Good luck!
 
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m_j_95 replied to counterso's response:
Thanks for your reply.

My PCP did testing of urine when I first went to him, determined it had bacteria so gave an antibiotic for me to take for two weeks, then tested my urine after two weeks and predicted it was bacteria free.

I cannot directly go to a urologist. Only if my PCP recommends I can else my health insurance won't cover it.

My age is 28. Also, why do you feel PCP's know little about penis? I thought they were the first point of contact who knew enough to make a basic diagnosis of a patient, then recommend to a specialist if required.

What books would you recommend for Men's health which tell you about foods to eat, exercises to do, symptoms to watch out for?

For foods, I am reading 150 healthiest foods on earth and 101 foods that can save your life. For men's health I am trying to get Harvard's medical guide to men's health.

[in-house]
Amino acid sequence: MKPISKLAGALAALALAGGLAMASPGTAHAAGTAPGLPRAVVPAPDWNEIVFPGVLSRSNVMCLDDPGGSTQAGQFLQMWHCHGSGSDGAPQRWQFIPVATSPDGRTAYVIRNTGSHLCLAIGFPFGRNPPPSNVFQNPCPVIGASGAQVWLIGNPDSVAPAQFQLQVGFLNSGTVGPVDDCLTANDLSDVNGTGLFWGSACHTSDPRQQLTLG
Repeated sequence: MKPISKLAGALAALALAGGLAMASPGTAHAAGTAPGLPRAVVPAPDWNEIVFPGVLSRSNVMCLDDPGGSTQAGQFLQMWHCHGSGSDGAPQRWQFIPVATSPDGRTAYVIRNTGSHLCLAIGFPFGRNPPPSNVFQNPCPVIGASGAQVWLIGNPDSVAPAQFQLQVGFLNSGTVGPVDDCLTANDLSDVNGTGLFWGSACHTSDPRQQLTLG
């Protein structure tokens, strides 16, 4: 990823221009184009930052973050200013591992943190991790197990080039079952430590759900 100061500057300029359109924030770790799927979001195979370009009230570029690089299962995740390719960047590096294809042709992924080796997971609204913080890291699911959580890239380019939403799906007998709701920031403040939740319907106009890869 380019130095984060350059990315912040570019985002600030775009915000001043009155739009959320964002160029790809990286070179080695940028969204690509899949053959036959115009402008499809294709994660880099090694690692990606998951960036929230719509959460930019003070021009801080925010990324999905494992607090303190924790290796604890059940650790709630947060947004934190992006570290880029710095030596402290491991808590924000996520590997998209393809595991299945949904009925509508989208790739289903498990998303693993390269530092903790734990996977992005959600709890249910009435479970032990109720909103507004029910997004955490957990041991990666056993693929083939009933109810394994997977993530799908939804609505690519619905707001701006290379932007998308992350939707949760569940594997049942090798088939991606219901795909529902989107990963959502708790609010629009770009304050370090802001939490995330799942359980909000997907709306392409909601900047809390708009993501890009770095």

Thanks for your suggestions and time.
 
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counterso replied to m_j_95's response:
No, a PCP is a generalist, and since most patients do not want to discuss their genitals, other than looking at strange rashes or hearing complaints about burning urination, most PCPs probably don't even know how to properly do a prostate exam. Urology is another couple years of school that a PCP did not have, so there is a huge gap in the knowledge of any PCP or ER doctor in this area.

Guidebooks that generalize about "men's health" are rarely useful for individual planning. They're usually decades behind in scientific knowledge, and take no consideration of individual concerns, history, level of participation, and genetics. The best thing you can do for your health is to eat a reasonably colorful diet, avoid excesses (including exercising excessively), stay reasonably active, and be sure you get sufficient rest. If your body is operating efficiently, you can tell by the ease with which you sleep and wake, your general physical appearance of vitality, and that your elimination cycle produces only mild waste.